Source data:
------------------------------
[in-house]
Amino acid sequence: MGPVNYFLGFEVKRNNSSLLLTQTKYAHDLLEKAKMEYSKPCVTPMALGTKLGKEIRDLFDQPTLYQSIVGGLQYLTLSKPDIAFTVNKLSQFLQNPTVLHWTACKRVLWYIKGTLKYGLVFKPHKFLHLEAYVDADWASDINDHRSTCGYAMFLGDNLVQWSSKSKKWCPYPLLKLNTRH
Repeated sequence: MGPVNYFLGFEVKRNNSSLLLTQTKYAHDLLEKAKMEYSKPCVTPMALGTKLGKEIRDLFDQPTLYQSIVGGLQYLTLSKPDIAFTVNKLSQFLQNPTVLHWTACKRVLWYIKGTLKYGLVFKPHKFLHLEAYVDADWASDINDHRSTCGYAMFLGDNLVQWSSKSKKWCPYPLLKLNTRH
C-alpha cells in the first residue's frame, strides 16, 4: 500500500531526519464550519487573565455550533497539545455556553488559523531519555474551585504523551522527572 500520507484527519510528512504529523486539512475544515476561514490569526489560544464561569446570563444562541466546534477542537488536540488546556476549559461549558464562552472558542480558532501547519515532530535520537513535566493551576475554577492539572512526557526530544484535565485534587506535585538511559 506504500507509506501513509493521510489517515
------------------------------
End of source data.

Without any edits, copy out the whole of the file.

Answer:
[in-house]
Amino acid sequence: MGPVNYFLGFEVKRNNSSLLLTQTKYAHDLLEKAKMEYSKPCVTPMALGTKLGKEIRDLFDQPTLYQSIVGGLQYLTLSKPDIAFTVNKLSQFLQNPTVLHWTACKRVLWYIKGTLKYGLVFKPHKFLHLEAYVDADWASDINDHRSTCGYAMFLGDNLVQWSSKSKKWCPYPLLKLNTRH
Repeated sequence: MGPVNYFLGFEVKRNNSSLLLTQTKYAHDLLEKAKMEYSKPCVTPMALGTKLGKEIRDLFDQPTLYQSIVGGLQYLTLSKPDIAFTVNKLSQFLQNPTVLHWTACKRVLWYIKGTLKYGLVFKPHKFLHLEAYVDADWASDINDHRSTCGYAMFLGDNLVQWSSKSKKWCPYPLLKLNTRH
C-alpha cells in the first residue's frame, strides 16, 4: 500500500531526519464550519487573565455550533497539545455556553488559523531519555474551585504523551522527572 500520507484527519510528512504529523486539512475544515476561514490569526489560544464561569446570563444562541466546534477542537488536540488546556476549559461549558464562552472558542480558532501547519515532530535520537513535566493551576475554577492539572512526557526530544484535565485534587506535585538511559 506504500507509506501513509493521510489517515